In August, Patrick Kingsbury, Patrick Odenbeck, and I set off into the Absaroka-Beartooth Wilderness, returning to a wall I first saw in 2009. This remote wall is located above Lake Pisce, in a high cirque north of the Two Sisters and slightly detached from Two Sisters West. It is approximately 1,100’ tall and was previously unclimbed, with the only known attempts failing to even reach the wall.
Starting on August 15, we made the approximately 20-mile approach via Lake Plateau, dropping into the top of Flood Creek. The trail down this drainage is unmaintained, and there is no trail to the wall. The hiking is steep and overgrown, with numerous areas of deadfall and sections of talus to negotiate. The alternate approach from Stillwater River, heading in at Cathedral Point and lower Flood Creek is considered even worse and is not advised. We set up our camp between Needle Lake and Comet Lake, about 40 minutes below the wall.
On August 18 we established the Great Bear (IV 5.11c R) in a 13-hour, tent-to-tent push. We led every pitch onsight and placed no fixed gear. The route comprises 11 pitches and follows an obvious corner system on the tallest portion of the formation. The climbing was varied and very clean overall, with only a few loose sections. There were many highlights, including pitch three, which we dubbed the Bear Flare, a strenuous, bottoming crack and the physical crux of the route (5.11c). Pitch five was the mental crux, featuring a 35’ run-out traverse to the belay (5.10 R). We dubbed pitch 10 the Golden Pitch, as it features an immaculate 5.8 splitter that leaves the corner system and climbs the headwall directly, making for a spectacular position high on the route.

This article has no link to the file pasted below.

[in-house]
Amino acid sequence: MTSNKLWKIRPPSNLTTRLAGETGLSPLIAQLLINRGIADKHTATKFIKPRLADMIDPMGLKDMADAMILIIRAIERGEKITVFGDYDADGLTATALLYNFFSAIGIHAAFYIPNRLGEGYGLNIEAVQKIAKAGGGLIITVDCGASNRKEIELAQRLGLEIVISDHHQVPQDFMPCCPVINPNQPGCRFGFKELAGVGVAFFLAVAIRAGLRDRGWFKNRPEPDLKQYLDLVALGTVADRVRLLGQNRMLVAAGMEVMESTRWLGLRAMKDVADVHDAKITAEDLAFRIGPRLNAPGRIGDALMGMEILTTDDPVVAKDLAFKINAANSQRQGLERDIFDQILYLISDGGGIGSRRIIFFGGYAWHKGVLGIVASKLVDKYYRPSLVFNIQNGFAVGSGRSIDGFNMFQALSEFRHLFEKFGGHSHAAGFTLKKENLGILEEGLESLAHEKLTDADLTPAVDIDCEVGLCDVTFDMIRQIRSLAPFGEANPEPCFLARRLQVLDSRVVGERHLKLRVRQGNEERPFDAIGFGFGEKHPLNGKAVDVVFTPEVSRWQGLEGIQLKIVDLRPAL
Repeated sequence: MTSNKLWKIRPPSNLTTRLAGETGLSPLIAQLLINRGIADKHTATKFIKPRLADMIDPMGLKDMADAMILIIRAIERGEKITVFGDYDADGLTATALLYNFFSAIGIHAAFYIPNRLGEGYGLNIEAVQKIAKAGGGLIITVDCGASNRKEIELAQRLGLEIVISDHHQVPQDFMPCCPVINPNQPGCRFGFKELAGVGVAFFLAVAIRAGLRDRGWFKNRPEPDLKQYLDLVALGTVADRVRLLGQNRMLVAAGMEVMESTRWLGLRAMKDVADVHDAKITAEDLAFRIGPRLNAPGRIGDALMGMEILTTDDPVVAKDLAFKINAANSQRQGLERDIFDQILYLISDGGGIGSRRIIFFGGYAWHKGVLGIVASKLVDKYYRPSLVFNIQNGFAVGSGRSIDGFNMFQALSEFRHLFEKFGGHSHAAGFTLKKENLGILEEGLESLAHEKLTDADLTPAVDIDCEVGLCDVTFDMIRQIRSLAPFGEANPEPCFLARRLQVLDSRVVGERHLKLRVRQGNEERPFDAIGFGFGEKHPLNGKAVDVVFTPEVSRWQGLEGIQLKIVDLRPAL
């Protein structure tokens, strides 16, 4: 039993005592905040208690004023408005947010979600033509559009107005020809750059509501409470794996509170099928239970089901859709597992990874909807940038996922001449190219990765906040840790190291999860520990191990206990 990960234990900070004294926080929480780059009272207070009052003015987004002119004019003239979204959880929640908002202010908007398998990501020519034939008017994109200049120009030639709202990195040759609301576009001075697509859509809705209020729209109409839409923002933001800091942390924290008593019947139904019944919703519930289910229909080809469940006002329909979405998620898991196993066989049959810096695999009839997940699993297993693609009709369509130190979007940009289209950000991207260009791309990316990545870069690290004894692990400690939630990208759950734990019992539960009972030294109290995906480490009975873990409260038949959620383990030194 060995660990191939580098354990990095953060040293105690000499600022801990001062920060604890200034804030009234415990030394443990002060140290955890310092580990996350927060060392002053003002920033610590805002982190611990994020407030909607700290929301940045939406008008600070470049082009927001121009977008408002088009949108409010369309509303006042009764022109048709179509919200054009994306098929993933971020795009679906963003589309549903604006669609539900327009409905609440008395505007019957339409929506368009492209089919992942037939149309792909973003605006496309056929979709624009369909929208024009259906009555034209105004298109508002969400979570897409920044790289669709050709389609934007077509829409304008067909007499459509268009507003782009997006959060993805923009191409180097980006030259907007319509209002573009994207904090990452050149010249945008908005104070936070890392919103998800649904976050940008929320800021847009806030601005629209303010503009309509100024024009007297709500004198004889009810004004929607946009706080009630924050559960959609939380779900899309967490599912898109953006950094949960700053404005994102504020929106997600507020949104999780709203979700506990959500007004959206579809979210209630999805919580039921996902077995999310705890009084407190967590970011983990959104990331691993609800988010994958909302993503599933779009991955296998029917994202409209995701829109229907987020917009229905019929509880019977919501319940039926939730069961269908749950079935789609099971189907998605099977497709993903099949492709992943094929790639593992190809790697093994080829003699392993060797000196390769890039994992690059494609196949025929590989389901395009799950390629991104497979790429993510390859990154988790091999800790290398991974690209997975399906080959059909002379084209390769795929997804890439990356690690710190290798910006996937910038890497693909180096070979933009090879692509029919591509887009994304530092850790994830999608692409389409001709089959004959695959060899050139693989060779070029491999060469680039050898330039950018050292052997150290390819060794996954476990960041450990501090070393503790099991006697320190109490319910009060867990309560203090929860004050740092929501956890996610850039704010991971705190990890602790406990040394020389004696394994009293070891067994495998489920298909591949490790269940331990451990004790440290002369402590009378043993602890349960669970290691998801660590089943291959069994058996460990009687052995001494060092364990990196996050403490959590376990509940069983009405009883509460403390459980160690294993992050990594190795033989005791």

We walked off the backside. Although this looked improbable at points, a slow, thoughtful pace through the steep talus brought us down to Avalanche Lake, and eventually back to our tents. Though our time-window only allowed for the one ascent, there are plenty of worthy objectives for future parties in this hard-to-reach cirque.